Could what we choose to wear can reveal more about us than we would ever expect? Some would argue that you could describe clothing as a language we use to express ourselves to others. Each piece of clothing is a word and we put these words together to form a sentence that gives information about who we are. The more ‘words’ we have, the more ‘sentences’ we can make and therefore more precise is the information we reveal.
Have you ever judged someone by their looks? According to studies in the 70s, 75% of students as young as seven, believe that clothing communicates something about the wearer. By the age of fourteen, we believe others form an impression of us on the basis of our dress. There are many stereotypes and judgments that we are prone to making, within seconds of meeting someone, be they right or wrong. For example, many of us instantly perceive people who wear glasses, to have a higher IQ than those who don’t. It is often assumed that a person dressed conservatively is sensible, self-controlled and reliable; a person dressed more daringly is perceived to be more of an extrovert.
The colour of our clothing reportedly has a significant impact on our mood. Every colour has a different effect and we can use this to our advantage. A study conducted in 1993 found that colours such as black and red have a positive impact on our employability. Moreover, women interviewing for jobs that require warm characteristics, such as that of a teacher, were more successful when wearing red, pink and pastel colours that suggested the person wearing the colour was also warm. In 2004, researchers followed contestants in combat sports in the Olympics. Contestants were randomly assigned to either red or blue uniforms. Results show that red wearers were significantly more likely to win over blue. This could be down to the fact that we sometimes associate red with high levels of testosterone and dominance, which can make the wearer feel more powerful and at the same time, make the opposition feel inferior. These studies clearly indicate how colour can affect our perceptions of others and ourselves.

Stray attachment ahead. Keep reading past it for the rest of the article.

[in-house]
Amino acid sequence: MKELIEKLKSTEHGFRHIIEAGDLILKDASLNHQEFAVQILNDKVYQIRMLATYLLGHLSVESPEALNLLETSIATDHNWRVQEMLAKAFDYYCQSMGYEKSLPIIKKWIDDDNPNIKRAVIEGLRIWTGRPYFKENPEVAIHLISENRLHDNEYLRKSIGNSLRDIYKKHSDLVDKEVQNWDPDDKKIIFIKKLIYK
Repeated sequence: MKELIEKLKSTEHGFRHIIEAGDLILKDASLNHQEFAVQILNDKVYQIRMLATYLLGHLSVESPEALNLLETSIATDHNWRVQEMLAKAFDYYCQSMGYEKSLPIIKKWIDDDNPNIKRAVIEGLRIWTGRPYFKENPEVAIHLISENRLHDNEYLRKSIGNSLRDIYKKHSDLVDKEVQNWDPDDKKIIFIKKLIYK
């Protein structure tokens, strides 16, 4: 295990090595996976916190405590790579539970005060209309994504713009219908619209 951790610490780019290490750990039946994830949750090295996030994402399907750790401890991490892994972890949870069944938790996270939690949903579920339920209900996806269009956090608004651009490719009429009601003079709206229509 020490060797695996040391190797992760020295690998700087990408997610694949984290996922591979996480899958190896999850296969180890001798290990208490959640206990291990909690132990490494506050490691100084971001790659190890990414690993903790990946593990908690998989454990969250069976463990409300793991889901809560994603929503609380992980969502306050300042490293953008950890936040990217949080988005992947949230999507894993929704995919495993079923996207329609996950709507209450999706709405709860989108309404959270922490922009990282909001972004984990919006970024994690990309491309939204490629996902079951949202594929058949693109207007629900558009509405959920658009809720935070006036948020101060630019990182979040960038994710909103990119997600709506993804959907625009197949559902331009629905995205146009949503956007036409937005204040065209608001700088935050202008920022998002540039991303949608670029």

Tracy DiNunzio, founder of fashion re-sale site ‘Tradesy,’ explains how people’s wardrobes can reveal what they are like as a person. Take a look at your wardrobe, how would you describe it? If you have a lot of logos you may be trying to hide your real self, covering yourself in symbols of other people’s concepts. If you have a lot of old, unworn clothes you are likely to be the type of person that finds it hard to let go of the past. On the other hand, new unworn clothing can symbolise a person who has an ideal image of what they want their future to look like; rather than wearing the clothes now, she is buying clothes for the lifestyle she desires but hasn’t done anything about it. A wardrobe lacking in colour could indicate an introvert who is most comfortable in a close circle of friends and a wardrobe full of identical clothing of similar items in different colours is likely to be scared of change. With these observations, DiNunzio explained that by simply changing the way you dress, you could help yourself become the person you want to be, as you will give off the impression implied by the clothing, “When I dressed for the job and the life that I wanted, it kind of helped me get there.”
The idea that what you wear affects your mentality is called, ‘enclothed cognition.’ A study of participants wearing white lab coats found that the participants performed better in tests when they believed that they were wearing a doctor’s coat than when they were told they were wearing an artist’s coat. These results suggest that we take on the perceived characteristics of the clothing that we wear, so much so, that it influences the way we think and behave. In fashion, this is seen when designers create a persona for their collections and women aspire to wear the brand to take on the characteristics of the muse. If you associate Prada’s collection with an intelligent, powerful woman, you are more likely to act that way, when you wear the clothing yourself.
Author: New Look